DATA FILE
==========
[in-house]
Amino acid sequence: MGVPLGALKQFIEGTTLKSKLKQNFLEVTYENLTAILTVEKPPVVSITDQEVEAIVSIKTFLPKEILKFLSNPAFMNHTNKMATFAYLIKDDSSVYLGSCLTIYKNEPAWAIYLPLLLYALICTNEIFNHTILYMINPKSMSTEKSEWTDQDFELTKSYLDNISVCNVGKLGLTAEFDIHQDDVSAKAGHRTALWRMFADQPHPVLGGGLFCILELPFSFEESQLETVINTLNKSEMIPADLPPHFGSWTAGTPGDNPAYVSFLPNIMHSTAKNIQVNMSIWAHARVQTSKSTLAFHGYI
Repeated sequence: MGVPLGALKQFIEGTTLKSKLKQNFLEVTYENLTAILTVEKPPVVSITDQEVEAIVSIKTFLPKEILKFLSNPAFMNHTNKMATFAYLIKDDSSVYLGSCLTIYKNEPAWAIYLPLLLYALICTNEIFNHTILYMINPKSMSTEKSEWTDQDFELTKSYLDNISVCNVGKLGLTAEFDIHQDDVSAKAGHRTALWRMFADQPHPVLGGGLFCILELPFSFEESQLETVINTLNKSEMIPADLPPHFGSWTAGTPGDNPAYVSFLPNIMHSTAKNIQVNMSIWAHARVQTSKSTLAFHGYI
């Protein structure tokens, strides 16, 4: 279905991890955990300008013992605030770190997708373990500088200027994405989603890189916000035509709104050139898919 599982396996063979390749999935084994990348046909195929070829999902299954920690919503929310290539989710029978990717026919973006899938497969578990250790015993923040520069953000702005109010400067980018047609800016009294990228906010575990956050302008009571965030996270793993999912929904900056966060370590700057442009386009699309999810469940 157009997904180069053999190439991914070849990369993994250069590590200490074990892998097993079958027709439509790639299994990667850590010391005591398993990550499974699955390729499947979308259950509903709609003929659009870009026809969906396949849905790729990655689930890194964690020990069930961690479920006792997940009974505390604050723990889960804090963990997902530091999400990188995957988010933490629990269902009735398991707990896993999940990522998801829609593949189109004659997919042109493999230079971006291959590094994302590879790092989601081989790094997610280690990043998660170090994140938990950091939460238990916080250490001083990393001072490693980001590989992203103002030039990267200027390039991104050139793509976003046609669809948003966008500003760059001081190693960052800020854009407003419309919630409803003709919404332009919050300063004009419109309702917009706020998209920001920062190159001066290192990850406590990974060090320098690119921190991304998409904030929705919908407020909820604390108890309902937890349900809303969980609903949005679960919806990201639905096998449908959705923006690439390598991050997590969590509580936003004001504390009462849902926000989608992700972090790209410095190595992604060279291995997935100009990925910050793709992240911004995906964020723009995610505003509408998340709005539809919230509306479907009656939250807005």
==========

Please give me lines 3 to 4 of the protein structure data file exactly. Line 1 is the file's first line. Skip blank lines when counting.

Repeated sequence: MGVPLGALKQFIEGTTLKSKLKQNFLEVTYENLTAILTVEKPPVVSITDQEVEAIVSIKTFLPKEILKFLSNPAFMNHTNKMATFAYLIKDDSSVYLGSCLTIYKNEPAWAIYLPLLLYALICTNEIFNHTILYMINPKSMSTEKSEWTDQDFELTKSYLDNISVCNVGKLGLTAEFDIHQDDVSAKAGHRTALWRMFADQPHPVLGGGLFCILELPFSFEESQLETVINTLNKSEMIPADLPPHFGSWTAGTPGDNPAYVSFLPNIMHSTAKNIQVNMSIWAHARVQTSKSTLAFHGYI
């Protein structure tokens, strides 16, 4: 279905991890955990300008013992605030770190997708373990500088200027994405989603890189916000035509709104050139898919 599982396996063979390749999935084994990348046909195929070829999902299954920690919503929310290539989710029978990717026919973006899938497969578990250790015993923040520069953000702005109010400067980018047609800016009294990228906010575990956050302008009571965030996270793993999912929904900056966060370590700057442009386009699309999810469940 157009997904180069053999190439991914070849990369993994250069590590200490074990892998097993079958027709439509790639299994990667850590010391005591398993990550499974699955390729499947979308259950509903709609003929659009870009026809969906396949849905790729990655689930890194964690020990069930961690479920006792997940009974505390604050723990889960804090963990997902530091999400990188995957988010933490629990269902009735398991707990896993999940990522998801829609593949189109004659997919042109493999230079971006291959590094994302590879790092989601081989790094997610280690990043998660170090994140938990950091939460238990916080250490001083990393001072490693980001590989992203103002030039990267200027390039991104050139793509976003046609669809948003966008500003760059001081190693960052800020854009407003419309919630409803003709919404332009919050300063004009419109309702917009706020998209920001920062190159001066290192990850406590990974060090320098690119921190991304998409904030929705919908407020909820604390108890309902937890349900809303969980609903949005679960919806990201639905096998449908959705923006690439390598991050997590969590509580936003004001504390009462849902926000989608992700972090790209410095190595992604060279291995997935100009990925910050793709992240911004995906964020723009995610505003509408998340709005539809919230509306479907009656939250807005």